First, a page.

In many ways, while it’s a completely new, and updated version, it is also an homage (complete with Easter eggs) to the original. The real name of the Dr. Smith character, for instance, June Harris is a nod to the original Dr. Smith actor, Jonathan Harris. At one point, Don West is wearing a flight jacket with “Goddard” embroidered on it, a nod to the original actor Mark Goddard. Plus, if you listen carefully, you’ll catch some refrains from the original show’s music score, which had been written by the great John Williams.

At first blush, the new LiS might seem dark and cold with unlikable characters but as the series progresses however, they flesh-out, we learn their motivations, and they become more of a real caring family, with heart-warming moments, and we begin to see that this new show also has it’s own charms.

I’m enjoying it and I hope it has a successful run.


Random Randomness on a Friday

A Friday Haiku

Rain rain go away

And you had better not freeze,

No ice ice baby!

Weigh-In Friday

Good news. I lost two pounds.

*Does the happy weight loss dance*

Now if I could only figure out what I did different this week from last. Although, I did buy a medicine ball and I’ve been doing various exercises for my core with it.

Writing and OCD

I don’t know if I really have OCD, but I have ADHD-induced obsessiveness.

I’m refering to yesterday’s blog where I mentioned I was sinking into a research quagmire because I felt a scene needed a humorous anecdote to balance a tense moment where my MC is combating a demon, specifically the Egyptian demon Ammit, the devourer.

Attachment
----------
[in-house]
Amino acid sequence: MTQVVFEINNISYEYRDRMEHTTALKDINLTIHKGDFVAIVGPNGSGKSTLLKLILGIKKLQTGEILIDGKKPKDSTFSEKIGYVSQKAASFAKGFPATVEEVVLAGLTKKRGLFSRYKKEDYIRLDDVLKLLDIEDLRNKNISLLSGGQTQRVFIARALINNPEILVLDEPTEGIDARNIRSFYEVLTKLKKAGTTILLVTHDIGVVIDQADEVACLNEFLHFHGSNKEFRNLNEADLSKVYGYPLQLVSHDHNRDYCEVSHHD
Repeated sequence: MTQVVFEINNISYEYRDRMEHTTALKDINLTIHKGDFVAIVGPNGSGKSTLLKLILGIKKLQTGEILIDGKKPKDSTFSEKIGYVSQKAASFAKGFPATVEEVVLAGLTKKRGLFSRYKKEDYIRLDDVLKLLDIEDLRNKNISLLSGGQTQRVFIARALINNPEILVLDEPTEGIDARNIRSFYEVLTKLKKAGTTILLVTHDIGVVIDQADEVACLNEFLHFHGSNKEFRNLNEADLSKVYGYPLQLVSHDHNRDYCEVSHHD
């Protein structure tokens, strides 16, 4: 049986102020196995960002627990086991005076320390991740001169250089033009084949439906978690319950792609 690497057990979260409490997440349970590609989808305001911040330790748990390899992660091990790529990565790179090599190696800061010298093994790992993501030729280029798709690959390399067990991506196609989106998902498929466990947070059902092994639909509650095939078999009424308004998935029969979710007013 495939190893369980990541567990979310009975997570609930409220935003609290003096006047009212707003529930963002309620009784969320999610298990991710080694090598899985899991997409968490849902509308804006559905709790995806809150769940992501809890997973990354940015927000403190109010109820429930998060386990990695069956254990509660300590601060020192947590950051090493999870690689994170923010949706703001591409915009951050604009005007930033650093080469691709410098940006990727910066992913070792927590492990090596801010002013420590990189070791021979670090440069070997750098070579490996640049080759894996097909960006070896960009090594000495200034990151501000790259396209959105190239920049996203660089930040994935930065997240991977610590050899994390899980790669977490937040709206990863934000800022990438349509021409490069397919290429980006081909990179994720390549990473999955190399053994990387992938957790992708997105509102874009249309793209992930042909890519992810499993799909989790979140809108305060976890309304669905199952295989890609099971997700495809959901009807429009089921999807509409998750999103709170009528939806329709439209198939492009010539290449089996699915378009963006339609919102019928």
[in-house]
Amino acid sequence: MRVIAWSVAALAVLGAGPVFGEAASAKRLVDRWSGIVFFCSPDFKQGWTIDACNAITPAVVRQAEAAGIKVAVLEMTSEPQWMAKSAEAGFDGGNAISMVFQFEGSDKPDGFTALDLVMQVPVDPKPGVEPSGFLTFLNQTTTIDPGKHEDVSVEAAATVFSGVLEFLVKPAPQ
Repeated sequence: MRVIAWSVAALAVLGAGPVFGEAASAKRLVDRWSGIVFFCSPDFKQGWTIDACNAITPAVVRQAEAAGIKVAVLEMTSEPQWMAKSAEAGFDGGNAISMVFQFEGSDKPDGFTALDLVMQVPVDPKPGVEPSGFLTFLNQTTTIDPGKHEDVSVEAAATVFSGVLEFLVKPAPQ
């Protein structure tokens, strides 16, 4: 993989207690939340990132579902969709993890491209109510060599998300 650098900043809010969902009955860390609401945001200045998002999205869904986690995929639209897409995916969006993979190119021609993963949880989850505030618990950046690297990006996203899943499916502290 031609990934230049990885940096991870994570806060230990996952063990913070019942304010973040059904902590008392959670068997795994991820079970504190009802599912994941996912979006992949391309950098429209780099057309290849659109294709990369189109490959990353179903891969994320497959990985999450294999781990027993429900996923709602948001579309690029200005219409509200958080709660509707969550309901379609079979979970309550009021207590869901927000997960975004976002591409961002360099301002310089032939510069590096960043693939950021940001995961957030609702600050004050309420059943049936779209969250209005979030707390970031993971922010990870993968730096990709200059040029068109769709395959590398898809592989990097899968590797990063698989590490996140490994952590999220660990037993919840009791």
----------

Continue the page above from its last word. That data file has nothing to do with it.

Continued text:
Have I completed the research and continued with my almost finished edits on my novel so I can start having it beta read?

No. To show just how obsessive I can be about being as factual and historically accurate in my fiction, even an urban fatasy faerie tale, I’m reading the entire text of “The Egyptian Book of the Dead.”

Just so I can write one short paragraph.

Tell me that’s normal behavior and all writers do the same thing.


Wisconsin is rejoicing

Yes, Wisconsin is rejoicing, or at least the intelligent part is.

Paul Ryan, who has represented Wisconsin’s first congressional district, is retiring.

What will the legacy be of Ryan’s 20 year career in Washington? One of complete and utter failure.

Looming largest for the people of Wisconsin was his total inability to prevent the closure of the Janesville GM plant, which had provided significant employment to the area for 90 years.

Ryan will also be remembered for not having the balls to stand up against Trumpy the Clown with his insane outbursts and unpredictable shifts on every position that have made the United States a laughing stock to the rest of the world and has put us on the brink of nuclear war against two countries, so far.

Ryan, who for 20 years was touted as the Republican’s budget wunderkind despite never being able to pass one of his budgets, will now be remembered as the architect of the most financially ruinous budget ever passed, one that screws the middle class, widens the gap between the rich and the poor, all while crearing a fiscal conservative’s worst nightmare of an out-of-control deficit reaching record heights never before imagined.

Good riddance to bad rubbish, as they say. May Kharma make Ryan’s retirement as financially uncertain and and terrifyingly insecure as those of the elderly he has screwed, and tried to screw, over the years.

Once more for those in the back, social security insurance and Medicare are not entitlements, they are benefits we pay into throughout our working life.

Paul Ryan will not be missed.

Smart missiles, stupid leader

On April 11th, Trumpy the Clown tweeted: Russia vows to shoot down any and all missiles fired at Syria. Get ready Russia, because they will be coming, nice and new and “smart!” You shouldn’t be partners with a Gas Killing Animal who kills his people and enjoys it!

The next day, he then tweeted: Never said when an attack on Syria would take place. Could be very soon or not so soon at all! In any event, the United States, under my Administration, has done a great job of ridding the region of ISIS. Where is our “Thank you America?”

Wow. Trumpy the Clown sure has Russia guessing now, doesn’t he? “Will he? Won’t he? Golly gosh! The suspense is unnerving.”